Okay, enough negative. Let’s finish this post with some positivity. The neighborhood assemblies are awesome and great and we should absolutely establish a neighborhood assembly system as soon as practically possible. I do not advocate rushing into this system as it will take some time to decide how to effectively install it in your cities and towns to best serve the needs of the people and the movement there. However, I see this structure as pivotal to the success of the movement in the United States for a number of reasons. 1. Increases awareness of the larger movement and increased motivation to become involved among the citizens of that neighborhood. This is because what we are doing is more visible to the people whom it affects. Furthermore, it cements and propels the idea that we are here to stay and not going anywhere until our lives and our neighborhoods are ours to manage. 2. Adds focus and clarity to our mission. Having large GA’s nightly or semi-nightly makes it way too easy to lose sight of the bigger picture, becoming bogged down in petty issues and losing forward momentum as many positive things can find themselves in a continual circle of working groups, blocks, working groups, blocks, etc. 3. Adds more responsibility to each member of the movement enhancing their ability to have an impact and voice their opinion. Smaller groups encourage more active participation in order to get things done. Almost everyone is working on some project or another and the meetings cannot work without different people speaking and voicing their ideas and opinions. Plus, the smaller forum enables those voices and opinions to have more weight than when competing against a group of hundreds or thousands. 4. Creates a very positive, community-centered public image of the Occupy Movement. When families are gathering with other families from their neighborhood to make positive changes and events the media can no longer portray our movement as “hippies,” “potheads,” or “jobless whiners.” Perhaps, this is the most compelling reason to establish this structure for our movement.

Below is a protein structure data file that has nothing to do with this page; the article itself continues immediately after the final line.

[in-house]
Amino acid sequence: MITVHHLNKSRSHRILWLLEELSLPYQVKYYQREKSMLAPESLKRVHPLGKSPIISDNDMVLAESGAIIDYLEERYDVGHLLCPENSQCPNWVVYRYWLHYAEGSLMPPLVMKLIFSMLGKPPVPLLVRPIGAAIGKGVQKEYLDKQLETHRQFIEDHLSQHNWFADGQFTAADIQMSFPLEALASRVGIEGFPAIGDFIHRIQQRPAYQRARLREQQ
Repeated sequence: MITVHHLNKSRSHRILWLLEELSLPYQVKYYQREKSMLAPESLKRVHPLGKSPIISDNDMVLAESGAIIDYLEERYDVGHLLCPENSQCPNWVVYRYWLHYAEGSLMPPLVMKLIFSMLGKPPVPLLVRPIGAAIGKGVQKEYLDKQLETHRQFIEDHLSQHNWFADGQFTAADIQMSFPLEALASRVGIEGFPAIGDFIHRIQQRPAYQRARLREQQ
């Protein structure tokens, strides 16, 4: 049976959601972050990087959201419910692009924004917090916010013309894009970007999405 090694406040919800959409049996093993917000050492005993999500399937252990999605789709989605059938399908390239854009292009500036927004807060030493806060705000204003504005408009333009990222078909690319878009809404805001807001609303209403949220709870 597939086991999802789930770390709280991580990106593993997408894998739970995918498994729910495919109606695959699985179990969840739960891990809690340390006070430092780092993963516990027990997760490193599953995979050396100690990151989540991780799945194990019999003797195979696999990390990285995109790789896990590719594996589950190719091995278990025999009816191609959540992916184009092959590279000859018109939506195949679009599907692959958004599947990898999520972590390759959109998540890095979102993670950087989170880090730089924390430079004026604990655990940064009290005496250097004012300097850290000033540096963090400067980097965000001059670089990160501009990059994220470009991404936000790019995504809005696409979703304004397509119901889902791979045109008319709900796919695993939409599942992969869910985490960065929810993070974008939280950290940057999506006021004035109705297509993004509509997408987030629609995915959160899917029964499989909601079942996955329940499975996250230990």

There is so much information about neighborhood assemblies that this post could go on for days. As you have seen though there are many positives to be gained from this structure with the only drawback being coordination difficulties. If you ask me, the Pros far outweigh the Cons. I think the assembly of Malasaña sums it best best describing their assembly as “a public space and landscape in which neighbors can participate and make decisions on issues that affect us, from the closest that can change our neighborhood to the most global that can interest all our society. And of course we are all invited :)” Good luck my friends and fellow Occupiers! I look forward to hopefully attending my own Neighborhood Assembly of City Heights when I return home to Occupy S.D. Love from Madrid.